Harping On: Zeena Parkins Interviewed

Ahead of her appearance later this month at Semibreve festival, Zeena Parkins talks to Claire Sawers about the need for boundaries and the need for generosity

Zeena Parkins appears at Semibreve Festival on October 29

A key member of Manhattan’s downtown scene, the Detroit born, New York-based experimental musician Zeena Parkins is an utterly mesmerising solo performer and frequent collaborator. Her career as a composer and multi-instrumentalist spans over three decades, where she has worked with Pauline Oliveros, Fred Frith, Hole and Lee Ranaldo, amongst scores of others.

Her pioneering, playful and searching approach to her chosen instrument, the harp, has once again repositioned it firmly in the experimental world, reinventing the instrument as a tool for free improv and avant jazz creations.

She also performs with tuning forks, prepared piano, samples, bells, oscillators, found sounds and homemade instruments and has composed scores for both dance and film. The Quietus picked her brains before she plays in Catalytic Sound festival, which she has helped organise in six locations around the world, and the electronic weekender Semibreve in Portugal.

The last time we saw her perform was in a fancy house in Glasgow, during Counterflows festival in 2016. We were driven to a secret location in Kelvinside on a coach, where she welcomed us with champagne and canapés, before proceeding to batter and caress a grand piano and harp that had been set up with lots of e-bows in a tender, exploratory, turbulent, interactive spectacle. It was amazing.

She also performed with the Danish saxophonist Mette Rasmussen and Glasgow’s One Ensemble that weekend.

When talking about Counterflows, Zeena Parkins recalls: "It is such a wonderful festival and Alasdair Campbell, the curator/director, was completely open to any ideas I had about projects that I wanted to present. I wanted to share several very different works, which included the site-specific piece, Impossible Tasks, as well as the improvised duo with Mette, which I believe was the first time we played together as a duo. The performance was highly charged. As well as teaching a group of local musicians to learn and perform a couple movements from LACE piece."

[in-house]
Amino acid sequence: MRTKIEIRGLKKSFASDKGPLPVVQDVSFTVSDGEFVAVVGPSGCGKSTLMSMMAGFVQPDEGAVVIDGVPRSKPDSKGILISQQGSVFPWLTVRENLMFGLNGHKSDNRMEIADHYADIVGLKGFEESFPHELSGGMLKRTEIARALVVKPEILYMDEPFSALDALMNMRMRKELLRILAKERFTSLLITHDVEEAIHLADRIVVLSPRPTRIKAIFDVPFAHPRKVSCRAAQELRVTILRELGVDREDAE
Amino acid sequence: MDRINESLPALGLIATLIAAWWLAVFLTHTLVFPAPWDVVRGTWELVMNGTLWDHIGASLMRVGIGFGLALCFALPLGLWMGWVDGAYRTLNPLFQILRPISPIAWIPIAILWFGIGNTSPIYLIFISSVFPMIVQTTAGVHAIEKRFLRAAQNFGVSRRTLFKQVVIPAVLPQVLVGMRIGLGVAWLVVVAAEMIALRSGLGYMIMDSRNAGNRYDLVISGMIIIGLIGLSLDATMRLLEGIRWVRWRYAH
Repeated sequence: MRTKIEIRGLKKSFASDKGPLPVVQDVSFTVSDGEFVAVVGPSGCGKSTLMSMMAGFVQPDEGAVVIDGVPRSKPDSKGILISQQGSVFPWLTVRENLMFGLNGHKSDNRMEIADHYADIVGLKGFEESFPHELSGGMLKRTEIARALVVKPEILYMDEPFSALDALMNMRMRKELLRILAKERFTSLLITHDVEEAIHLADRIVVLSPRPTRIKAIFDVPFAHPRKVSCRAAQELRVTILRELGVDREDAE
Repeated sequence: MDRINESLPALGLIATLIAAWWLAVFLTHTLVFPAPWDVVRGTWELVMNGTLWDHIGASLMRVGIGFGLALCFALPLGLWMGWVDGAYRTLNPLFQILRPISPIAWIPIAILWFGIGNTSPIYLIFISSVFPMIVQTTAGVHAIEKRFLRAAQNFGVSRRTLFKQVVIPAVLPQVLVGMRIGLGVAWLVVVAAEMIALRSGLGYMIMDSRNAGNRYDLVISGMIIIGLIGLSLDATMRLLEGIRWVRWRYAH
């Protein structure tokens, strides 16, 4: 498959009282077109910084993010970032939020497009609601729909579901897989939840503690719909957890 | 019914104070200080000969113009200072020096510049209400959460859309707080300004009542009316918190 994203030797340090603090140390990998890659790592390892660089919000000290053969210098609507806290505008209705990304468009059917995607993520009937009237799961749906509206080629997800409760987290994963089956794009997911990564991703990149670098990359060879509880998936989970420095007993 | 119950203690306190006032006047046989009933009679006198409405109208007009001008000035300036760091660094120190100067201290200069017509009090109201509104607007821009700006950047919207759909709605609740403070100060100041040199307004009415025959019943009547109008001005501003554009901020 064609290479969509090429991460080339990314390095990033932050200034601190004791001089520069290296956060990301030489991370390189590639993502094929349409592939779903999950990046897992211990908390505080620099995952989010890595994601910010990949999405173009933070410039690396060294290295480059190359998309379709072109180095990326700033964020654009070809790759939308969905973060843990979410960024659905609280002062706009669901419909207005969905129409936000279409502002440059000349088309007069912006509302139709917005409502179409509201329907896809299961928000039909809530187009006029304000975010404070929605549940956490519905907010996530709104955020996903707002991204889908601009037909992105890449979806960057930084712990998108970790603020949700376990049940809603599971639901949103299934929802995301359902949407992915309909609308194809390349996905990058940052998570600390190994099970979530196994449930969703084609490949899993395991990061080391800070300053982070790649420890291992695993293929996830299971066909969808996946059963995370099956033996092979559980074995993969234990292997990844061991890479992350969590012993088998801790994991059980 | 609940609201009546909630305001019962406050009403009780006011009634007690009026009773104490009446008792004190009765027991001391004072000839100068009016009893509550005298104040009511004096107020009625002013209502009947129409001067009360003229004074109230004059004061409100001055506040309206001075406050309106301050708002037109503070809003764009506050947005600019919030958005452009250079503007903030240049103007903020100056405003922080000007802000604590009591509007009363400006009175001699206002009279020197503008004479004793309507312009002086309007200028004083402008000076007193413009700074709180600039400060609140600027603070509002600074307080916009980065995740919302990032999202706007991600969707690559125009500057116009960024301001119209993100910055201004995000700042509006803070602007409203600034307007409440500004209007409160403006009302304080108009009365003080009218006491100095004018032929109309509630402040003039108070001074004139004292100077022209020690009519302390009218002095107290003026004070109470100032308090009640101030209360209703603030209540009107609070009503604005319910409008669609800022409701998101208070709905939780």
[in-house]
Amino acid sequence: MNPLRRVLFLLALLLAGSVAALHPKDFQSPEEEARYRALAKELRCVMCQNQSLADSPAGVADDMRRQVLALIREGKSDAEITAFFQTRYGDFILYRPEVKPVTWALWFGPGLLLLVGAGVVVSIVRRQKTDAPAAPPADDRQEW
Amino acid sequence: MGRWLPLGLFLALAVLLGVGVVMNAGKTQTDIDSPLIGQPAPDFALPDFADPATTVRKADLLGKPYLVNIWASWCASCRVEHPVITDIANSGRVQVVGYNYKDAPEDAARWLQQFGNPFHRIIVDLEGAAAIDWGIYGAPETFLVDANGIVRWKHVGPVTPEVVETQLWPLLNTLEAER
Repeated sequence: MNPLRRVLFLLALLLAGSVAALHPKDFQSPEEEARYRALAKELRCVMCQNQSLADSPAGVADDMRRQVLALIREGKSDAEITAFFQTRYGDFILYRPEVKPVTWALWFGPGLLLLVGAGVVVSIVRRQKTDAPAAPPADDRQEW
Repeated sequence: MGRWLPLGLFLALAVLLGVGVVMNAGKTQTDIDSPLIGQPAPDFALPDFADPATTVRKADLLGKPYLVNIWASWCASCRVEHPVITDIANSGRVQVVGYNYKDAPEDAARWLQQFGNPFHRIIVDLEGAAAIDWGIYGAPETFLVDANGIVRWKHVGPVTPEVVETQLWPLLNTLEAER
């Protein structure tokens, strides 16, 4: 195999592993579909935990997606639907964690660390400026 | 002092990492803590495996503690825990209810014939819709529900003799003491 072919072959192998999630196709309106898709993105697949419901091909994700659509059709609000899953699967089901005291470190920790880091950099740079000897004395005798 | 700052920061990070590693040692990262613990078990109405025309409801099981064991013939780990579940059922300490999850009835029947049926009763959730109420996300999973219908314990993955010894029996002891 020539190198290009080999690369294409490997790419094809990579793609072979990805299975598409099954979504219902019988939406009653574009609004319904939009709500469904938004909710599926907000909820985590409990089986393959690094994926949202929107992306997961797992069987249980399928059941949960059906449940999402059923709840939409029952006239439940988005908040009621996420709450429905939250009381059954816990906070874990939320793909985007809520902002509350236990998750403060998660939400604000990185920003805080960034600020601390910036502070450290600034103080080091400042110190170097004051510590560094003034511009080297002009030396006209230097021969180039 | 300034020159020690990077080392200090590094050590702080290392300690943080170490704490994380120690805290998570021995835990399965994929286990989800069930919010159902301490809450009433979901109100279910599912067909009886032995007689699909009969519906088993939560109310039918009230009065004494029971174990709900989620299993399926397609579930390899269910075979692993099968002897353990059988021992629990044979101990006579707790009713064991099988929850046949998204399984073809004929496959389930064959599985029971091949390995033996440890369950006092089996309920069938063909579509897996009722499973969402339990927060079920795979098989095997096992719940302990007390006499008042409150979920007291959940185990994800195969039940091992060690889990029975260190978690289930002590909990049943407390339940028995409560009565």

She says she doesn’t recall "battering" the piano or the harp during Impossible Tasks during the performance held at a secret location but that both instruments were "being approached and sounded in unconventional ways."

She continues: "It is extremely tactile and defines much of my work with sound connected to touch, a physicality at once sensual and as an aspect of listening. My desire was to be so close to the audience that I could feel them listening, hear them breathing, and in the case of the piano, they could come up to it and comprehend the instrument as a vibrating body, with multiple e-bows activating the strings, tossing off a multitude of overtones."

Is it important for you to disrupt or play around with the traditional setup of an audience and a performer?

Zeena Parkins: Many of my pieces thrive in situations that remove the expectations of the proscenium stage. I am not sure I would call it a disruption, perhaps more of a reconsideration or an expansion of possibility in relationships between listener, the specificity of a particular space and the performers. This is true for all kinds of situations: music for dance, a concert with live performers, or a situation with loudspeakers, standing in for or joining players.

How do you approach a performance such as the one for Semibreve – where this time you will be playing alongside André Gonçalves in the large and very grand Teatro Circo?